Mass Incarceration and the Church

Darwin will be exploring the collateral consequence of incarceration and the role of the Black Church with Russell Memorial AME Church in Durham.

It is no secret that America has led the charge in mass incarceration, imprisoning more individuals per capita than anywhere in the world. In 2020 alone, the United States of America incarcerated nearly 2 million individuals. Unsurprisingly, persons of color and individuals from minority communities have been disproportionately affected. Perhaps this is due to the reality that mass incarceration has become spatially concentrated, emerging as a distinct urban institution.

Discourses on America’s grand social experiment with incarceration tends to be grouped into two categories. On one side are those who assert that incarceration is effective in that it prevents crime and holds wrong doers accountable for breaking the law—retributive justice. However, on the other side, are individuals like me, who understand the need for some type of sanction against wrongdoers but would also argue for alternative modes of accountability. While there are no easy fixes to mass incarceration, I hold fast to my conviction that there are more effective approaches to addressing wrongdoings that do not entail mass imprisonment.

Let’s be honest, prison growth in America did not simply result from an increase in crime. Rather, the enactment of punitive policies and practices directly and indirectly spawned an unprecedent increase in America’s prison population. In her notable book, The New Jim Crow, Michelle Alexander reveals the various punitive policies and practices—such as the antidrug policies of the 1970s and 1980s, mandatory minimum sentences, truth in sentencing, and tough on crime prosecutorial practices—that together fueled explosive prison population growth. Thankfully, overtime, such approaches to criminal justice have proved to be ineffectual.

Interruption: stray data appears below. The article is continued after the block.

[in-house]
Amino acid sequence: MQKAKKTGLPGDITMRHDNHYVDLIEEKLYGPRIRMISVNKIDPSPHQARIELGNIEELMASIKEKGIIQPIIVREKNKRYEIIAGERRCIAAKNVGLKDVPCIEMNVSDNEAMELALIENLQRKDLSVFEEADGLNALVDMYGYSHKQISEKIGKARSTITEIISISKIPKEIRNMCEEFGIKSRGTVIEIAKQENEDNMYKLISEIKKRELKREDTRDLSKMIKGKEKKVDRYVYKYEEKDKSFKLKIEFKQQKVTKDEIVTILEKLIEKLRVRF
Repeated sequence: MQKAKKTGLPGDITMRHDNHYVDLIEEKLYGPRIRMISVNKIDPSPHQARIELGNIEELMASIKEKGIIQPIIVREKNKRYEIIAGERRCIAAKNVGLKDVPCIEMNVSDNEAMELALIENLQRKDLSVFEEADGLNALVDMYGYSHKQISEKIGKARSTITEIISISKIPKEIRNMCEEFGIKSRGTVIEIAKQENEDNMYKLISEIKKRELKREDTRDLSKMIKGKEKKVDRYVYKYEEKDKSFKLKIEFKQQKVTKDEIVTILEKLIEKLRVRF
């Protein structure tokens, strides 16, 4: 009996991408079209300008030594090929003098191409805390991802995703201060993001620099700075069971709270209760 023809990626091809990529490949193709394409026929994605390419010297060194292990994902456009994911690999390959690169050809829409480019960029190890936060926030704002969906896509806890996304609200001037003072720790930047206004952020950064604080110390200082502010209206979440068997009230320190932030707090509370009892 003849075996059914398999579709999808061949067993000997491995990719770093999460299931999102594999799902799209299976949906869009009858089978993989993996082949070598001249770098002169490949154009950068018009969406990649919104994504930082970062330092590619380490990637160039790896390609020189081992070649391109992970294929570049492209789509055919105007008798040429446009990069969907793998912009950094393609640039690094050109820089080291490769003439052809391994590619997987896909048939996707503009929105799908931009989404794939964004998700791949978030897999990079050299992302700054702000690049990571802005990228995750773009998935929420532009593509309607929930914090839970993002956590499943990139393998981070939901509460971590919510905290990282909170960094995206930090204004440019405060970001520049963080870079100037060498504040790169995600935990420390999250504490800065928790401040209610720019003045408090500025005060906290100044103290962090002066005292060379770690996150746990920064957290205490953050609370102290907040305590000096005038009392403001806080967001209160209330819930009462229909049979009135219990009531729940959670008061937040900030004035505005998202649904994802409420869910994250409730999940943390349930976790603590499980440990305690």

The effects and collateral consequences of incarceration—what Rachel Condry and Shona Minson define as symbiotic harms—also needs to be reckoned with, for the imprisonment of one person does not simply affect that person alone but can harm an entire community. Often times, men and women who are incarcerated leave behind children and struggling caregivers. Research on parental incarceration suggests that paternal and maternal incarceration tends to compromise a child’s wellbeing. For instance, children of incarcerated parents tend to be at a higher risk of school dropout, physical and mental health issues, drug use, anti-social behaviors, and increased contact with the criminal justice system.

What can we do to address these issues?

This semester, I will be working with Russell Memorial CME Church’s prison ministry. Russell Memorial is a historic African American church located on the outskirts of Durham, North Carolina. I was first introduced to Russell Memorial as a graduate intern for Duke Divinity’s field education office. I spent lots of time at the church’s food pantry and in the church’s kitchen. While passing out food boxes and fixing hot breakfast I got to know many of the congregants and learned the history of the church. Every Wednesday, after finishing up at the food pantry, I would chat with the pastor—Jerry Christian—and so came to learn that the church had a prison ministry program that was currently inactive. Upon hearing this news, immediately I said, “Well that’s about to change!” The following week, I etched out a plan to revamp the prison ministry with a focus on engaging families who have been negatively impacted by the absence of a loved one due to incarceration.

My project will explore how the church—as a theological and social institution—can effectively engage families who have experienced, firsthand, the indirect consequences of incarceration. In the following months, I will work with Russell Memorial CME Church to bring awareness to the cause(s) and negative ramifications of mass incarceration. While this work is no easy task, I have been encouraged by the initial reception and participation of Russell Memorial CME’s congregants. So far, Russell Memorial’s prison ministry program has been revamped with a “virtual” twist, holding informational meetings via zoom with members of Durham, North Carolina’s local and professional community to better understand how incarcerations impacts families, and how Russell Memorial CME Church can begin to affect change.